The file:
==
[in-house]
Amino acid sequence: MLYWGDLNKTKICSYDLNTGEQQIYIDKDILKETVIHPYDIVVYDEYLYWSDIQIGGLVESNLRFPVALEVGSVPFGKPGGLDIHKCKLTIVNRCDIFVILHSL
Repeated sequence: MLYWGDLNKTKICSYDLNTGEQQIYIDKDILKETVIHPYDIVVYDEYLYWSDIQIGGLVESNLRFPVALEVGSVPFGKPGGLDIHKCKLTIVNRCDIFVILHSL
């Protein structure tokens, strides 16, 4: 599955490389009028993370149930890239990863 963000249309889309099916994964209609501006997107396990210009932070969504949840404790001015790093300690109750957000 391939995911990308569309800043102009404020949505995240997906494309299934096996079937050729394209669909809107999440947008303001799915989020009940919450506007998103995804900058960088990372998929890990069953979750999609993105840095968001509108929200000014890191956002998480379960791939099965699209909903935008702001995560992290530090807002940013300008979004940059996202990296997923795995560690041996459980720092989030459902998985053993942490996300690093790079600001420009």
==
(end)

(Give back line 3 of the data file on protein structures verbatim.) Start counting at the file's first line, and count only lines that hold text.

Repeated sequence: MLYWGDLNKTKICSYDLNTGEQQIYIDKDILKETVIHPYDIVVYDEYLYWSDIQIGGLVESNLRFPVALEVGSVPFGKPGGLDIHKCKLTIVNRCDIFVILHSL